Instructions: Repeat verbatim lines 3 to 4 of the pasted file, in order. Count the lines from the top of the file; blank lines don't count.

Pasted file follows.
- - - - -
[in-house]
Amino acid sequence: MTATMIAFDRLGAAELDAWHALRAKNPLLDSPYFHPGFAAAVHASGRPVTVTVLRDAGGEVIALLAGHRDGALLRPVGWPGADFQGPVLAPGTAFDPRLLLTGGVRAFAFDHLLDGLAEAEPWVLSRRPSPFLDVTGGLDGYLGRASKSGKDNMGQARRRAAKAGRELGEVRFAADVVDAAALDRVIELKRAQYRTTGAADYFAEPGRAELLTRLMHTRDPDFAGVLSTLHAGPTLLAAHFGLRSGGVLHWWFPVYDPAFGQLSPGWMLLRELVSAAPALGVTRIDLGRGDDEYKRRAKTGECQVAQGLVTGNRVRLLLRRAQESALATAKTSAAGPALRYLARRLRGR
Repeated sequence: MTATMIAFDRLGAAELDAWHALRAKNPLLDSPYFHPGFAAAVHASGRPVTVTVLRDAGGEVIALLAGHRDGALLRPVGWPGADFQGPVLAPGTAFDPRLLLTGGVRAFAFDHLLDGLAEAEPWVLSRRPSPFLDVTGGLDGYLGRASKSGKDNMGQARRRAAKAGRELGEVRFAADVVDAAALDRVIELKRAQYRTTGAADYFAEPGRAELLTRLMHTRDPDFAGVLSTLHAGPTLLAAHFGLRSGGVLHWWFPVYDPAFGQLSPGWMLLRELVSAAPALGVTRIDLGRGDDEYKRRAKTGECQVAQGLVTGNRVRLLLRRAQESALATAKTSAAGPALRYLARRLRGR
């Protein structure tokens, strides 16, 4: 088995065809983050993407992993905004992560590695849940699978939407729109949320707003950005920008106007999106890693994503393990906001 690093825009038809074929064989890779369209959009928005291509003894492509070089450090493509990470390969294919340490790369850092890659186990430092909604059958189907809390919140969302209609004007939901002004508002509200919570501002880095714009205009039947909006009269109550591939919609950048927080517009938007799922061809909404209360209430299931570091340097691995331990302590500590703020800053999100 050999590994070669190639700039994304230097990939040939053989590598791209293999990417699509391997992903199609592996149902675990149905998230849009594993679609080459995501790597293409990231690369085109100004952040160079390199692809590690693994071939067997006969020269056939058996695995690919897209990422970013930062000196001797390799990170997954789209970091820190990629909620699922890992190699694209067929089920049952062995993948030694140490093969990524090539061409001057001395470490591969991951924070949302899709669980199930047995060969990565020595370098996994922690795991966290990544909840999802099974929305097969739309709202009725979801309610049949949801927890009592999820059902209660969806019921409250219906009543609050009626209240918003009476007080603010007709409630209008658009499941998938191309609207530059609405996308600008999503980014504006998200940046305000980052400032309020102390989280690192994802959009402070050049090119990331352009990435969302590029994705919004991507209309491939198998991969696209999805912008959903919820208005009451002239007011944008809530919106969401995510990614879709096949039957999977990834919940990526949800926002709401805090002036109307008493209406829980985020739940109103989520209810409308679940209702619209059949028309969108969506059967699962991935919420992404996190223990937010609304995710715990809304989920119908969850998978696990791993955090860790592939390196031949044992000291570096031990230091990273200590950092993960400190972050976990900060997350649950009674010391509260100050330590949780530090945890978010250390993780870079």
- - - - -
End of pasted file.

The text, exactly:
Repeated sequence: MTATMIAFDRLGAAELDAWHALRAKNPLLDSPYFHPGFAAAVHASGRPVTVTVLRDAGGEVIALLAGHRDGALLRPVGWPGADFQGPVLAPGTAFDPRLLLTGGVRAFAFDHLLDGLAEAEPWVLSRRPSPFLDVTGGLDGYLGRASKSGKDNMGQARRRAAKAGRELGEVRFAADVVDAAALDRVIELKRAQYRTTGAADYFAEPGRAELLTRLMHTRDPDFAGVLSTLHAGPTLLAAHFGLRSGGVLHWWFPVYDPAFGQLSPGWMLLRELVSAAPALGVTRIDLGRGDDEYKRRAKTGECQVAQGLVTGNRVRLLLRRAQESALATAKTSAAGPALRYLARRLRGR
């Protein structure tokens, strides 16, 4: 088995065809983050993407992993905004992560590695849940699978939407729109949320707003950005920008106007999106890693994503393990906001 690093825009038809074929064989890779369209959009928005291509003894492509070089450090493509990470390969294919340490790369850092890659186990430092909604059958189907809390919140969302209609004007939901002004508002509200919570501002880095714009205009039947909006009269109550591939919609950048927080517009938007799922061809909404209360209430299931570091340097691995331990302590500590703020800053999100 050999590994070669190639700039994304230097990939040939053989590598791209293999990417699509391997992903199609592996149902675990149905998230849009594993679609080459995501790597293409990231690369085109100004952040160079390199692809590690693994071939067997006969020269056939058996695995690919897209990422970013930062000196001797390799990170997954789209970091820190990629909620699922890992190699694209067929089920049952062995993948030694140490093969990524090539061409001057001395470490591969991951924070949302899709669980199930047995060969990565020595370098996994922690795991966290990544909840999802099974929305097969739309709202009725979801309610049949949801927890009592999820059902209660969806019921409250219906009543609050009626209240918003009476007080603010007709409630209008658009499941998938191309609207530059609405996308600008999503980014504006998200940046305000980052400032309020102390989280690192994802959009402070050049090119990331352009990435969302590029994705919004991507209309491939198998991969696209999805912008959903919820208005009451002239007011944008809530919106969401995510990614879709096949039957999977990834919940990526949800926002709401805090002036109307008493209406829980985020739940109103989520209810409308679940209702619209059949028309969108969506059967699962991935919420992404996190223990937010609304995710715990809304989920119908969850998978696990791993955090860790592939390196031949044992000291570096031990230091990273200590950092993960400190972050976990900060997350649950009674010391509260100050330590949780530090945890978010250390993780870079």